Ever wonder why your dog loves to sniff you so much? Ever get a little freaked out by just how much a little weird he loves to sniff you? We’re going to dive into this common (yet still) dog behavior and find out just what’s behind all that sniffing!
If you have a dog, your “welcome home” routine probably looks something like this – you walk in the door and shortly thereafter, your dog is invading your personal space by sniffing to see what’s new. While it’s irritating, it’s really quite amazing what all that simple sniffing tells your dog.
Dogs’ noses are truly incredible. We all know that a dog’s sense of smell is significantly better than a human’s (and that of many other animals), but why? According to an article published Alabama A&M and Auburn Universities, a dog’s sense of smell is a thousand times more powerful than that of a human; they have more than 220 million olfactory sensors whereas humans have a paltry 5 million. In addition, dogs have a vomeronasal organ that humans don’t have, and this is what allows them to detect pheromones.
Why does your dog love to sniff you?
Now that we know a little more about why a dog’s sense of smell is so phenomenal, let’s talk about the specific reasons they love to sniff you.
- People all smell different. For dogs, our smells differentiate us. Basically, it’s how they know that you’re mom and not some creepy impostor. According to an article written by a veterinarian for Purina, dogs can even sniff out the difference between identical twins! That’s the vomeronasal organ at work.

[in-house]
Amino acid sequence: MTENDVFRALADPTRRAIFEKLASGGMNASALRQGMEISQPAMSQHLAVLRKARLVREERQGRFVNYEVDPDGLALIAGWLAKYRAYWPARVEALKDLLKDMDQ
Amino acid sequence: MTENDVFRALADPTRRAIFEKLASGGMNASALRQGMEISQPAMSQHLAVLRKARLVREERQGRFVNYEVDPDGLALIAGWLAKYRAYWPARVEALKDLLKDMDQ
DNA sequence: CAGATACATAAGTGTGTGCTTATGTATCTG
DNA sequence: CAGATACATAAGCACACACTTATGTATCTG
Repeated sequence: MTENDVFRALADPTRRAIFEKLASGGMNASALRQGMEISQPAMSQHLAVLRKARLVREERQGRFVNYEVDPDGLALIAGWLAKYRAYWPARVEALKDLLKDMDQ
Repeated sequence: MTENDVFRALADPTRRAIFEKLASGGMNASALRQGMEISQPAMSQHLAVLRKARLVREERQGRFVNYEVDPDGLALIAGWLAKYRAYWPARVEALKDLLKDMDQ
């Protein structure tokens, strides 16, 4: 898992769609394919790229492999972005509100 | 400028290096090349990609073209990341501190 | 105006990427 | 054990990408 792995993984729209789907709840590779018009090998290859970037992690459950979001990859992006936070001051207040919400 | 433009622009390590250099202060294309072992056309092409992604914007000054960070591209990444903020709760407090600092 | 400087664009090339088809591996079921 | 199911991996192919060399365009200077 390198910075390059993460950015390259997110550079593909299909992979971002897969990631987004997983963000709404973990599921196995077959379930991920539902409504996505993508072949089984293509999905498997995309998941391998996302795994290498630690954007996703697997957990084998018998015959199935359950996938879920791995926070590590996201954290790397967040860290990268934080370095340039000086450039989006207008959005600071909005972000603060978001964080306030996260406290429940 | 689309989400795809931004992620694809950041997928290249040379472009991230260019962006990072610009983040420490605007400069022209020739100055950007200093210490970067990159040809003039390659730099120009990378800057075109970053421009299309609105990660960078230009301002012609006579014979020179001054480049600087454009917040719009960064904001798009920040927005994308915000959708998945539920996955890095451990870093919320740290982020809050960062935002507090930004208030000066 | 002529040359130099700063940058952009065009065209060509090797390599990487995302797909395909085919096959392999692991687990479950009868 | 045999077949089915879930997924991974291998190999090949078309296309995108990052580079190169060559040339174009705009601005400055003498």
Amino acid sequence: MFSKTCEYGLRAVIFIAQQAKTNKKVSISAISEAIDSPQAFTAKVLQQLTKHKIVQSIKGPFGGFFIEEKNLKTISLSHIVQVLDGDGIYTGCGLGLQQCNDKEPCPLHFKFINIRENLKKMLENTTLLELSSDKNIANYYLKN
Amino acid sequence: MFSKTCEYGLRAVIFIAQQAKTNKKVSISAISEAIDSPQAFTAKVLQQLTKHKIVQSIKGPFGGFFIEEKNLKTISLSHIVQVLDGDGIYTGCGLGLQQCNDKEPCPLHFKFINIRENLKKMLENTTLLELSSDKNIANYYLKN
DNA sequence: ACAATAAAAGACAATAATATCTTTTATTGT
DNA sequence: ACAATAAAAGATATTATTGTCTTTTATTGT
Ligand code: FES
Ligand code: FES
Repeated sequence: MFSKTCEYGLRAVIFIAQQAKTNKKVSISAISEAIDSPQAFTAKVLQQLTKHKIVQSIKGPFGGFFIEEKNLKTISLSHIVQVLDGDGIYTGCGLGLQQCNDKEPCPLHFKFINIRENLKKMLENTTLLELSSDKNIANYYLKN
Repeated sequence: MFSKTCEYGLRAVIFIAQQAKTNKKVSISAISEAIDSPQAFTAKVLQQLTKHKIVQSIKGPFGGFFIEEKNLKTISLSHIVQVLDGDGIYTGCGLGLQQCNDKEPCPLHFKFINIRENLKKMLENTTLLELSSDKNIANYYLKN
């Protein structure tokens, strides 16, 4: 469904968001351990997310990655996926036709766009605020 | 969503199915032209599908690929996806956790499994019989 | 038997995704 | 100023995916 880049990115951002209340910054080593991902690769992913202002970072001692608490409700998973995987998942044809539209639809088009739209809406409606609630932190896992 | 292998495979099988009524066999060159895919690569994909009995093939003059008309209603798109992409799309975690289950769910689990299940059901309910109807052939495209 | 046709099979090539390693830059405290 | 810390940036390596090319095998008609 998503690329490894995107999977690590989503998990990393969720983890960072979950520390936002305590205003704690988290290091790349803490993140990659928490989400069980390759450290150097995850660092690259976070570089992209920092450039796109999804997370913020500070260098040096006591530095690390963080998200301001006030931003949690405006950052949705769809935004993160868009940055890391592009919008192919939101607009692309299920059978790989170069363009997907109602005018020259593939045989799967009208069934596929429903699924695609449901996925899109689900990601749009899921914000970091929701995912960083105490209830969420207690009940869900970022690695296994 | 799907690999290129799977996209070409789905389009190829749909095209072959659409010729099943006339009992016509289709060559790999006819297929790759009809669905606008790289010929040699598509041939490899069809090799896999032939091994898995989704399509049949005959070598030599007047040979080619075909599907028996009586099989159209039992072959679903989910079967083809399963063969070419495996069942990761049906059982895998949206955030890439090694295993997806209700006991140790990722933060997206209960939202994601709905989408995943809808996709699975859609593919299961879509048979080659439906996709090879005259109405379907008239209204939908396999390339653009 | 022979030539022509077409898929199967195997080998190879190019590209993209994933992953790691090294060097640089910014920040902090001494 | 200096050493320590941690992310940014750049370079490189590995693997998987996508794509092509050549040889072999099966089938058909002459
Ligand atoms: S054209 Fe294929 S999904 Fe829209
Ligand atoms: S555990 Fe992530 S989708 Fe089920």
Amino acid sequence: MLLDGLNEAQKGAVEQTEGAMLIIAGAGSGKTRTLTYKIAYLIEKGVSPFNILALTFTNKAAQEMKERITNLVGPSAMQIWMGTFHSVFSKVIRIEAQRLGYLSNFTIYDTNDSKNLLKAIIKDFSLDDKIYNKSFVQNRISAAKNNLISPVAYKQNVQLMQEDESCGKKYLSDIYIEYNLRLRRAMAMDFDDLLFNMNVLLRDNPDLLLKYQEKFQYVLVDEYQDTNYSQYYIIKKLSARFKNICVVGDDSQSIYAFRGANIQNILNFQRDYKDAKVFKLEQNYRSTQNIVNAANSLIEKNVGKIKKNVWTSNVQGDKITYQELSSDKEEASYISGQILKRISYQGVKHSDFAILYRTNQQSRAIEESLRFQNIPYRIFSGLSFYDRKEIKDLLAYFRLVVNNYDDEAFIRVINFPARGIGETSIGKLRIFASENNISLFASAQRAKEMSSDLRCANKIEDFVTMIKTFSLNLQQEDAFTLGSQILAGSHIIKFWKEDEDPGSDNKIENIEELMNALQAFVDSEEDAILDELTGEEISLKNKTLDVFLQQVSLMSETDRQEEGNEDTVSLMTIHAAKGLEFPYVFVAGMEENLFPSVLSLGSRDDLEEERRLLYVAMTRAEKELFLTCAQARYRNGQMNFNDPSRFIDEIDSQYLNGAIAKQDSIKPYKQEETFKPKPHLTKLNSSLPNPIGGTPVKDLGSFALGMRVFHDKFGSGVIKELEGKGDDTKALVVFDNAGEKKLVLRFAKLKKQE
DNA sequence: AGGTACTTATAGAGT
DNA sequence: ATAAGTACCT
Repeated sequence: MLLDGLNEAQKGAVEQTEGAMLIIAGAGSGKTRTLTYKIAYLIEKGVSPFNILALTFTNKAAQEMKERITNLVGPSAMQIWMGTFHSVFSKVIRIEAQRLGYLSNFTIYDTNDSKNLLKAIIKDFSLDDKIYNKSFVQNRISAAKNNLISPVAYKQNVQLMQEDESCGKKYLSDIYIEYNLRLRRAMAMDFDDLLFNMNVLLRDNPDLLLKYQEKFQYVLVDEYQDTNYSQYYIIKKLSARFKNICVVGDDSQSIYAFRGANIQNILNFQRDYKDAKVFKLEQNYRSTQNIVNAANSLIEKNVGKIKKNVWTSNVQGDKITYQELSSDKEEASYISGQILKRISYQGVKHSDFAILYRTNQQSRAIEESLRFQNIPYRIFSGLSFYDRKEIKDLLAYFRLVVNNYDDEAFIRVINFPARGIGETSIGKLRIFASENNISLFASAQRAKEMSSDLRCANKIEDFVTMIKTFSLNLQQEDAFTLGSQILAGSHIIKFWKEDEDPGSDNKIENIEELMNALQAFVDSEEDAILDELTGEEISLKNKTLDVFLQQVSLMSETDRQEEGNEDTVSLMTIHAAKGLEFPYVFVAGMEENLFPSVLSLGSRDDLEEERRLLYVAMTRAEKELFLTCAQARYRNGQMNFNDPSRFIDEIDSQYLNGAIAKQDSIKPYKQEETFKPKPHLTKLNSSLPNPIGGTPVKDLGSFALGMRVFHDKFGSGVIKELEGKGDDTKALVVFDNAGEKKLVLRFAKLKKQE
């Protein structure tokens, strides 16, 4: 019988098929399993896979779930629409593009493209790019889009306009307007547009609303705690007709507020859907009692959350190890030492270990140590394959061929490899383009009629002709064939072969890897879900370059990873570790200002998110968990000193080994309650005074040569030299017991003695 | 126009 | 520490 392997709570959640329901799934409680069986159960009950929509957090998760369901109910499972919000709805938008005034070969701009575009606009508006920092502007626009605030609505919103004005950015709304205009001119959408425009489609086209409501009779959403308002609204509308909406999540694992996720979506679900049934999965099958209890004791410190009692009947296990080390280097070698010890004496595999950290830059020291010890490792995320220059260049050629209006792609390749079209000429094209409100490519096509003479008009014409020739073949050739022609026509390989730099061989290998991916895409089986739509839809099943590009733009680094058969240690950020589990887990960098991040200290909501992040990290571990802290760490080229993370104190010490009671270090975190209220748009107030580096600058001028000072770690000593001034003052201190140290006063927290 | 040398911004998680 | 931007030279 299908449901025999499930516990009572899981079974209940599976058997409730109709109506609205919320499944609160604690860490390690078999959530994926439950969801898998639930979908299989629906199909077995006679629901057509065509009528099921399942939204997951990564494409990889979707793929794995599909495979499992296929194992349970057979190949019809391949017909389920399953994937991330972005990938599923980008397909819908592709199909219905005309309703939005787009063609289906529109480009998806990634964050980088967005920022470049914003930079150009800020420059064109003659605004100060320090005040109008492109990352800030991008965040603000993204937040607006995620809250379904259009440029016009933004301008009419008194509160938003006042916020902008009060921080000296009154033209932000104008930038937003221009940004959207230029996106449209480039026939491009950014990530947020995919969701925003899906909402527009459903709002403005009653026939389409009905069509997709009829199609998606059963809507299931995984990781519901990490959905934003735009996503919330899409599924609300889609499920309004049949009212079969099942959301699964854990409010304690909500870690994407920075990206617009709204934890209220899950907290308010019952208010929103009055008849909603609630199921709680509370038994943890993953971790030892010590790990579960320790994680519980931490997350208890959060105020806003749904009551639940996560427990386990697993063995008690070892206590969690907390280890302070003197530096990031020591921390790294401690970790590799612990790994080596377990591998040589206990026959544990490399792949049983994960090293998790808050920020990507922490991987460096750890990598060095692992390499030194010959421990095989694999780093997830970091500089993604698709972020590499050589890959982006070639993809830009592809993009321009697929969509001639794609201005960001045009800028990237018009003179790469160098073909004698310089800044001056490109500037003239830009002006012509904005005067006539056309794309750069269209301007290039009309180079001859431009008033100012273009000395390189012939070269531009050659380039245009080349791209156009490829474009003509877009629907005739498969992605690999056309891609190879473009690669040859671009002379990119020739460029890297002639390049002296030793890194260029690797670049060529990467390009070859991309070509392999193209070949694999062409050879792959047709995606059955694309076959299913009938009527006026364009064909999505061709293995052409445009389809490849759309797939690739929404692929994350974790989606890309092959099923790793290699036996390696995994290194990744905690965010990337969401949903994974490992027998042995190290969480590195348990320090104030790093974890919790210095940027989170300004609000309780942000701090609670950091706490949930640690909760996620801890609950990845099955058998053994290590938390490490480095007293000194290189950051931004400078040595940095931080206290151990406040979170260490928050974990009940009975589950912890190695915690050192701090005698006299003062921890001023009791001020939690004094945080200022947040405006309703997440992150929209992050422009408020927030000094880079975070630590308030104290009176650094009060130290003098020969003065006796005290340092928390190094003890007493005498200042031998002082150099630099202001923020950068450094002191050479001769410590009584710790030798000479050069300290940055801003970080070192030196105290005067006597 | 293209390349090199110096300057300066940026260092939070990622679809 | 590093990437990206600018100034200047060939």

- They smell other animals and people on you. We all know that when we’ve been petting another dog, our own dogs will sniff us quite a bit more when we get home, but they can even smell other people you touched or hugged. Unless you change clothes before you enter the house (and that might not even remove the entire smell), be prepared for a sniff assault.
- Pheromones are concentrated in socially–unacceptable sniffing locations. A dog’s natural instinct is to sniff where the pheromone scent is the strongest, and that is where the apocrine glands are found – for humans, that is the groin and underarms. Your dog, of course, does not realize the inappropriate nature of sniffing these locations to receive their olfactory input. Females who are going through hormonal changes associated with a menstrual cycle or menopause may find that their dogs have an increased interest in sniffing them.
- Sniffing out illness. Because a dog’s sense of smell is so incredible, there are documented stories of a dog sniffing out a hypoglycemic episode in a diabetic person, among other amazing situations. Some people believe it’s possible for dogs to identify cancer in humans, as well. I’m a believer that it’s better to be safe than sorry, so if your dog suddenly won’t leave you alone, it couldn’t hurt to make a visit to the doctor.
To your dog, your scent is your calling card. They obtain most of their information about you through their sense of smell, and their amazing noses are just one of the many reasons dogs are such incredible creatures. Even if we find it strange to go around sniffing people like crazy, to dogs, it’s just a normal part of their everyday lives.